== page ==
The international community is increasingly apprehensive about the tactics employed by Beijing in recent years. China has not hesitated to impose trade sanctions on countries that displease it, as demonstrated in cases involving South Korea and Australia. The European Union was particularly alarmed when China blocked Lithuanian exports after the Baltic country allowed Taiwan to establish a de facto embassy on its soil.
Given these circumstances, it is hardly surprising that the Group of Seven (G7) nations have denounced what they perceive as a “disturbing rise” in the “weaponization of economic vulnerabilities.” This coercion, they argue, is aimed at undermining the foreign and domestic policies of G7 members and their global partners.
In response, the G7 has called for a policy of “de-risking,” which is promoted by the attending representative, Ms. von der Leyen. This approach represents a more moderate alternative to the United States’ concept of “decoupling” from China. De-risking entails adopting a tougher diplomatic stance, diversifying trade sources, and safeguarding trade and technology.
Additionally, the G7 has initiated a “coordination platform” to counter coercion and collaborate with emerging economies. Although the exact workings of this platform remain unclear, it is likely that countries will assist each other by increasing trade or providing funding to circumvent any barriers erected by China.
The G7 also intends to strengthen supply chains for crucial goods such as minerals and semiconductors while bolstering digital infrastructure to safeguard against hacking and intellectual property theft.
However, the most significant measure the G7 plans to employ is multilateral export controls. This involves working together to ensure that sensitive technologies, particularly those used in military and intelligence sectors, do not fall into the hands of “malicious actors.” The United States has already implemented a ban on chip and chip technology exports to China, which has been joined by Japan and the Netherlands. The G7 emphasizes that such efforts will not only continue but intensify, despite China’s objections.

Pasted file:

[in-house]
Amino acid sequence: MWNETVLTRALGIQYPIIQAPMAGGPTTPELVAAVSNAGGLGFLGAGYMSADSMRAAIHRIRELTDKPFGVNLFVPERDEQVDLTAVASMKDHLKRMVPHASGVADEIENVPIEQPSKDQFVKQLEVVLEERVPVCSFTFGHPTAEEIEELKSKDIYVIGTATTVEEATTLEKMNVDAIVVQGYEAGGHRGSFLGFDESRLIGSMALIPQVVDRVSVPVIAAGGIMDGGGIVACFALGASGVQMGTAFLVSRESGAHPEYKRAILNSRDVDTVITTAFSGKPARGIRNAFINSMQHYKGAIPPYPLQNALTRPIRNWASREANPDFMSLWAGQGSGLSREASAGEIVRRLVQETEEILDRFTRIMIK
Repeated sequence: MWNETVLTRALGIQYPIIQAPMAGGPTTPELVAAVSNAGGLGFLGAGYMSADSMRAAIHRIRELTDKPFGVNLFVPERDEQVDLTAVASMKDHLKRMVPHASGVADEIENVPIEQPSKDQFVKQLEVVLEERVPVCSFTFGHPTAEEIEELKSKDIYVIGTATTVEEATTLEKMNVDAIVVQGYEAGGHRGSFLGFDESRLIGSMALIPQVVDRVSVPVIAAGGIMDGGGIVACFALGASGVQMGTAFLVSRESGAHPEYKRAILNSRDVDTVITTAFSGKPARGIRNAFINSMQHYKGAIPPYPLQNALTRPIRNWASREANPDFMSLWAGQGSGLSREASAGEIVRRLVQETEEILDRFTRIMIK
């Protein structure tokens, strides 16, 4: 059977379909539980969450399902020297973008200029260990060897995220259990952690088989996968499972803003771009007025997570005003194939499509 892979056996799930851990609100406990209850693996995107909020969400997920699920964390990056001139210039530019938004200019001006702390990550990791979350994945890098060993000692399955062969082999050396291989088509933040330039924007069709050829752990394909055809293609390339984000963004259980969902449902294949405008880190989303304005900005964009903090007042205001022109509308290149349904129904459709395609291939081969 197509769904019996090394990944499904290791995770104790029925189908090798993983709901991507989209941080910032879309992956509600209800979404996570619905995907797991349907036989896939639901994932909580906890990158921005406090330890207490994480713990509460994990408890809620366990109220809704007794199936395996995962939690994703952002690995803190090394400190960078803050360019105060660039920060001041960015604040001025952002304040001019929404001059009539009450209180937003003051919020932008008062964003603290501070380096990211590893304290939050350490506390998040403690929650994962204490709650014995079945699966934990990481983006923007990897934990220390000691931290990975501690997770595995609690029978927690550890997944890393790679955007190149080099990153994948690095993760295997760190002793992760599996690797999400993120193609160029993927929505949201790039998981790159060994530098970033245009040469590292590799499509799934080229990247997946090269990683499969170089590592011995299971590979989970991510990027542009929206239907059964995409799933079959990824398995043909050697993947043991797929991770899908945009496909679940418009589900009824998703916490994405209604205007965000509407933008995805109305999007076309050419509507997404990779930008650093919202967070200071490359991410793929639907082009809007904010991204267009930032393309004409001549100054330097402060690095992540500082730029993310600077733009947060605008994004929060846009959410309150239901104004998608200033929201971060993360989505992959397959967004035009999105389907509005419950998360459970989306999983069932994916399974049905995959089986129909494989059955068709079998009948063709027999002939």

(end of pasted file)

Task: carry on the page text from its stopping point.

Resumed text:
Furthermore, the G7 pledges to crack down on the “inappropriate transfers” of technology facilitated through research activities. Industrial espionage and theft of technological secrets for the benefit of China have been a concern for the United States and several other countries, resulting in the arrest of individuals involved.
Although the G7 leaders clearly expressed their desire to maintain ties, they used cautious language when addressing China. They refrained from explicitly naming China in discussions about economic coercion, likely attempting to avoid direct confrontation with Beijing. However, they did assert their position on China in a nuanced manner.
The G7 sought to placate Beijing by stating that their policies were not designed to harm China or impede its economic progress and development. They emphasized that they were not advocating for decoupling or isolationism. Simultaneously, they exerted pressure on China to cooperate and highlighted that a growing China that adheres to international rules would be in the global interest.
The G7 also called for candid engagement, expressing their willingness to address concerns directly with China and signaling their intent to keep lines of communication open in a tense environment.
The response of Chinese leaders and diplomats to the G7’s message remains uncertain. In the past, Chinese state media has criticized the West for attempting to criticize China while simultaneously enjoying the benefits of economic cooperation.
To no one’s surprise, Beijing has responded with its usual rhetoric of anger in its public statements. Chinese state media and embassies had anticipated the G7’s stance and, in the days leading up to the summit, published pieces accusing the United States of economic coercion and hypocrisy.